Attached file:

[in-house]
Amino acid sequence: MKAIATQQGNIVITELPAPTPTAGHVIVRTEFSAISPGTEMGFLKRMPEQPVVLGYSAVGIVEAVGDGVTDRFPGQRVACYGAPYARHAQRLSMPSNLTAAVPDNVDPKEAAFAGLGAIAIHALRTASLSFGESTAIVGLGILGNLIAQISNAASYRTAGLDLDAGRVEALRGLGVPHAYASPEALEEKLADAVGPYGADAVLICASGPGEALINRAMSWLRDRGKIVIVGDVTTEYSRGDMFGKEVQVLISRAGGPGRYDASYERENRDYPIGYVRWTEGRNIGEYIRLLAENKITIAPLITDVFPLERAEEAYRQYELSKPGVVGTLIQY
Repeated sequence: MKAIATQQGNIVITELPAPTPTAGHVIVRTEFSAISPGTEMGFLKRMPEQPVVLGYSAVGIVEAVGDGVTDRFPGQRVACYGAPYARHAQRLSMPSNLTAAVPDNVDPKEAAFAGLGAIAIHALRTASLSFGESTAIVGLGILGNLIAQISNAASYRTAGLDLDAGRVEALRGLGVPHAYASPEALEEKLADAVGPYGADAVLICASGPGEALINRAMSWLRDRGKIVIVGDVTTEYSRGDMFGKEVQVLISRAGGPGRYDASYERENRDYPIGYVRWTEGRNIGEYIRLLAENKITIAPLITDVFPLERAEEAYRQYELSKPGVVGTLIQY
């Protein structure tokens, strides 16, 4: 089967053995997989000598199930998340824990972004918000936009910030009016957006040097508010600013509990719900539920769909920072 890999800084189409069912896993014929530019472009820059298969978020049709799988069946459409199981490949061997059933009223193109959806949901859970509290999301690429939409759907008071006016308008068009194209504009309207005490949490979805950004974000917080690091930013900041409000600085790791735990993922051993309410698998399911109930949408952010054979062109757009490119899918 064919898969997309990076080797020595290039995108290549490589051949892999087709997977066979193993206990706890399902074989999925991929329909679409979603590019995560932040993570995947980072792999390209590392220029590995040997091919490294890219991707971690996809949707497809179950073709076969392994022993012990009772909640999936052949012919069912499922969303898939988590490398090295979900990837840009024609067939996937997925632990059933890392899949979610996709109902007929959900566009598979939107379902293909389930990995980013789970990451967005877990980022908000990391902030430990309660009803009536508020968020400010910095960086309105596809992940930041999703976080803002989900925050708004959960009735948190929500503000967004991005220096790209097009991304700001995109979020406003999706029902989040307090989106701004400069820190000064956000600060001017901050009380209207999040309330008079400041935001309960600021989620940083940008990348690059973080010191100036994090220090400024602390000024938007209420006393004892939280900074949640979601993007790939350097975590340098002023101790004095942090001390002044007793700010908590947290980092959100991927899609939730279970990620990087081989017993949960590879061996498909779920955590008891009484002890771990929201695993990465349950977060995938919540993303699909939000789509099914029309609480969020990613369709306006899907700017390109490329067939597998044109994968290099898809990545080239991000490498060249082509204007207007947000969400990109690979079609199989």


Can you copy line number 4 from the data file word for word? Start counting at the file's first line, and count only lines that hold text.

């Protein structure tokens, strides 16, 4: 089967053995997989000598199930998340824990972004918000936009910030009016957006040097508010600013509990719900539920769909920072 890999800084189409069912896993014929530019472009820059298969978020049709799988069946459409199981490949061997059933009223193109959806949901859970509290999301690429939409759907008071006016308008068009194209504009309207005490949490979805950004974000917080690091930013900041409000600085790791735990993922051993309410698998399911109930949408952010054979062109757009490119899918 064919898969997309990076080797020595290039995108290549490589051949892999087709997977066979193993206990706890399902074989999925991929329909679409979603590019995560932040993570995947980072792999390209590392220029590995040997091919490294890219991707971690996809949707497809179950073709076969392994022993012990009772909640999936052949012919069912499922969303898939988590490398090295979900990837840009024609067939996937997925632990059933890392899949979610996709109902007929959900566009598979939107379902293909389930990995980013789970990451967005877990980022908000990391902030430990309660009803009536508020968020400010910095960086309105596809992940930041999703976080803002989900925050708004959960009735948190929500503000967004991005220096790209097009991304700001995109979020406003999706029902989040307090989106701004400069820190000064956000600060001017901050009380209207999040309330008079400041935001309960600021989620940083940008990348690059973080010191100036994090220090400024602390000024938007209420006393004892939280900074949640979601993007790939350097975590340098002023101790004095942090001390002044007793700010908590947290980092959100991927899609939730279970990620990087081989017993949960590879061996498909779920955590008891009484002890771990929201695993990465349950977060995938919540993303699909939000789509099914029309609480969020990613369709306006899907700017390109490329067939597998044109994968290099898809990545080239991000490498060249082509204007207007947000969400990109690979079609199989």